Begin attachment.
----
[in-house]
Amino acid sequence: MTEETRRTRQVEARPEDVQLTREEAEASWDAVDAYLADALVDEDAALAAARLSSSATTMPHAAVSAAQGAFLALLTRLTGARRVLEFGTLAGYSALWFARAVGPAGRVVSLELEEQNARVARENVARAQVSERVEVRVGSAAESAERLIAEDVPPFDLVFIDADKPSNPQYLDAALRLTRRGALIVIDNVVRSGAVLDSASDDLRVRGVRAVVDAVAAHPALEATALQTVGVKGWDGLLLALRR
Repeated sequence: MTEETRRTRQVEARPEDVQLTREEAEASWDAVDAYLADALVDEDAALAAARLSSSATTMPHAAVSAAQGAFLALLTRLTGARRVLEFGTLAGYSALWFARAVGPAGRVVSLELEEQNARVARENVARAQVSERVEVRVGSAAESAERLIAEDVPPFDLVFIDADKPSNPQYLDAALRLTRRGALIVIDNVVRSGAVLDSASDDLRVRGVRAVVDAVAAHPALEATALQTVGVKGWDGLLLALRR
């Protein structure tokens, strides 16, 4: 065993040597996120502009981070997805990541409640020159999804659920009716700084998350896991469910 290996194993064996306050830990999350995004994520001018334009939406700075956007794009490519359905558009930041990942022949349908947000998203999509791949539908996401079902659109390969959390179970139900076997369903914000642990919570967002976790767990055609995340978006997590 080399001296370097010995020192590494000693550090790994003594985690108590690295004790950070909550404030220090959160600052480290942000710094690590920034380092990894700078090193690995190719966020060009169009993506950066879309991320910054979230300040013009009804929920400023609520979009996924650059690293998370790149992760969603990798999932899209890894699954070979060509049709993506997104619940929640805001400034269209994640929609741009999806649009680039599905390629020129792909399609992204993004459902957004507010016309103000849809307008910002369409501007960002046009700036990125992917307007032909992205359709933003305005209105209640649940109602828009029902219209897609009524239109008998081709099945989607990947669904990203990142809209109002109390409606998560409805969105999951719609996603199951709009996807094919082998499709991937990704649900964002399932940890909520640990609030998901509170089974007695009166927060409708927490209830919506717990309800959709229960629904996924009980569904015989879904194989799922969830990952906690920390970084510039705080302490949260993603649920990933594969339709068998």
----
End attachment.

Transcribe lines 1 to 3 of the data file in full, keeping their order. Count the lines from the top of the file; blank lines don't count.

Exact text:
[in-house]
Amino acid sequence: MTEETRRTRQVEARPEDVQLTREEAEASWDAVDAYLADALVDEDAALAAARLSSSATTMPHAAVSAAQGAFLALLTRLTGARRVLEFGTLAGYSALWFARAVGPAGRVVSLELEEQNARVARENVARAQVSERVEVRVGSAAESAERLIAEDVPPFDLVFIDADKPSNPQYLDAALRLTRRGALIVIDNVVRSGAVLDSASDDLRVRGVRAVVDAVAAHPALEATALQTVGVKGWDGLLLALRR
Repeated sequence: MTEETRRTRQVEARPEDVQLTREEAEASWDAVDAYLADALVDEDAALAAARLSSSATTMPHAAVSAAQGAFLALLTRLTGARRVLEFGTLAGYSALWFARAVGPAGRVVSLELEEQNARVARENVARAQVSERVEVRVGSAAESAERLIAEDVPPFDLVFIDADKPSNPQYLDAALRLTRRGALIVIDNVVRSGAVLDSASDDLRVRGVRAVVDAVAAHPALEATALQTVGVKGWDGLLLALRR